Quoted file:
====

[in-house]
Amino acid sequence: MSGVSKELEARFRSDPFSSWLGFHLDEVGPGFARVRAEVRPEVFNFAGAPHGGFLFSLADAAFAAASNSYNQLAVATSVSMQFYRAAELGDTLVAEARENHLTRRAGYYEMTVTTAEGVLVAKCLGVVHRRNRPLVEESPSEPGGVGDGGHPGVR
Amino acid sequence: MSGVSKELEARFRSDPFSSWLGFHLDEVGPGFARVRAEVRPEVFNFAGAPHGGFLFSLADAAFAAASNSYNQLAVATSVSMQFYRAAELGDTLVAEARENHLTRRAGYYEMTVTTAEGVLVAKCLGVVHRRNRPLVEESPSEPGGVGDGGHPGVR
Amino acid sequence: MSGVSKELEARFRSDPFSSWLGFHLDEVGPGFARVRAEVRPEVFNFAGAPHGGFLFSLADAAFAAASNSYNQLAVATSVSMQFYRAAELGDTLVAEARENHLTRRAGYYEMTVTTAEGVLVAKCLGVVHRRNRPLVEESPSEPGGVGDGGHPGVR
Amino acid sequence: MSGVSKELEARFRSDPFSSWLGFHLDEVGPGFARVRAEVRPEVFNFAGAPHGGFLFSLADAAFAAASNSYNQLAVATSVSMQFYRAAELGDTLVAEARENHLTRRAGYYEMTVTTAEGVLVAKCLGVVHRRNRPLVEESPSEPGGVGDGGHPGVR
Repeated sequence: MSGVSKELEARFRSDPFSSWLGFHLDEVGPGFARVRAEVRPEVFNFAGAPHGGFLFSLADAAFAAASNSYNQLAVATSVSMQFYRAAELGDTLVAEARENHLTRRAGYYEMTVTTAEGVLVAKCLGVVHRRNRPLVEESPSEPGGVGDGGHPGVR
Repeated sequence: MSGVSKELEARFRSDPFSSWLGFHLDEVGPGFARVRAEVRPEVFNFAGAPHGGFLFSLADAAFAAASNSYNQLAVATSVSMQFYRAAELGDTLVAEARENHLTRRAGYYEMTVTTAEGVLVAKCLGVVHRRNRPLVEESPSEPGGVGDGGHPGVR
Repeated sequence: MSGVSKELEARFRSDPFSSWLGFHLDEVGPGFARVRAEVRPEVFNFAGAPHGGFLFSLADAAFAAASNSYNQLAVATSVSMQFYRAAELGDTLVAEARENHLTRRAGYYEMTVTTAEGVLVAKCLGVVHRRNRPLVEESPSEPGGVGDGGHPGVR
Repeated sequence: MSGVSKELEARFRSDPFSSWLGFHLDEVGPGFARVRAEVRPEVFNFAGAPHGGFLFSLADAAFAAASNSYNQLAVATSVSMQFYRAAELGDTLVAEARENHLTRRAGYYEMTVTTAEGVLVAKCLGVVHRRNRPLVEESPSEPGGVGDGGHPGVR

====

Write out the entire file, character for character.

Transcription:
[in-house]
Amino acid sequence: MSGVSKELEARFRSDPFSSWLGFHLDEVGPGFARVRAEVRPEVFNFAGAPHGGFLFSLADAAFAAASNSYNQLAVATSVSMQFYRAAELGDTLVAEARENHLTRRAGYYEMTVTTAEGVLVAKCLGVVHRRNRPLVEESPSEPGGVGDGGHPGVR
Amino acid sequence: MSGVSKELEARFRSDPFSSWLGFHLDEVGPGFARVRAEVRPEVFNFAGAPHGGFLFSLADAAFAAASNSYNQLAVATSVSMQFYRAAELGDTLVAEARENHLTRRAGYYEMTVTTAEGVLVAKCLGVVHRRNRPLVEESPSEPGGVGDGGHPGVR
Amino acid sequence: MSGVSKELEARFRSDPFSSWLGFHLDEVGPGFARVRAEVRPEVFNFAGAPHGGFLFSLADAAFAAASNSYNQLAVATSVSMQFYRAAELGDTLVAEARENHLTRRAGYYEMTVTTAEGVLVAKCLGVVHRRNRPLVEESPSEPGGVGDGGHPGVR
Amino acid sequence: MSGVSKELEARFRSDPFSSWLGFHLDEVGPGFARVRAEVRPEVFNFAGAPHGGFLFSLADAAFAAASNSYNQLAVATSVSMQFYRAAELGDTLVAEARENHLTRRAGYYEMTVTTAEGVLVAKCLGVVHRRNRPLVEESPSEPGGVGDGGHPGVR
Repeated sequence: MSGVSKELEARFRSDPFSSWLGFHLDEVGPGFARVRAEVRPEVFNFAGAPHGGFLFSLADAAFAAASNSYNQLAVATSVSMQFYRAAELGDTLVAEARENHLTRRAGYYEMTVTTAEGVLVAKCLGVVHRRNRPLVEESPSEPGGVGDGGHPGVR
Repeated sequence: MSGVSKELEARFRSDPFSSWLGFHLDEVGPGFARVRAEVRPEVFNFAGAPHGGFLFSLADAAFAAASNSYNQLAVATSVSMQFYRAAELGDTLVAEARENHLTRRAGYYEMTVTTAEGVLVAKCLGVVHRRNRPLVEESPSEPGGVGDGGHPGVR
Repeated sequence: MSGVSKELEARFRSDPFSSWLGFHLDEVGPGFARVRAEVRPEVFNFAGAPHGGFLFSLADAAFAAASNSYNQLAVATSVSMQFYRAAELGDTLVAEARENHLTRRAGYYEMTVTTAEGVLVAKCLGVVHRRNRPLVEESPSEPGGVGDGGHPGVR
Repeated sequence: MSGVSKELEARFRSDPFSSWLGFHLDEVGPGFARVRAEVRPEVFNFAGAPHGGFLFSLADAAFAAASNSYNQLAVATSVSMQFYRAAELGDTLVAEARENHLTRRAGYYEMTVTTAEGVLVAKCLGVVHRRNRPLVEESPSEPGGVGDGGHPGVR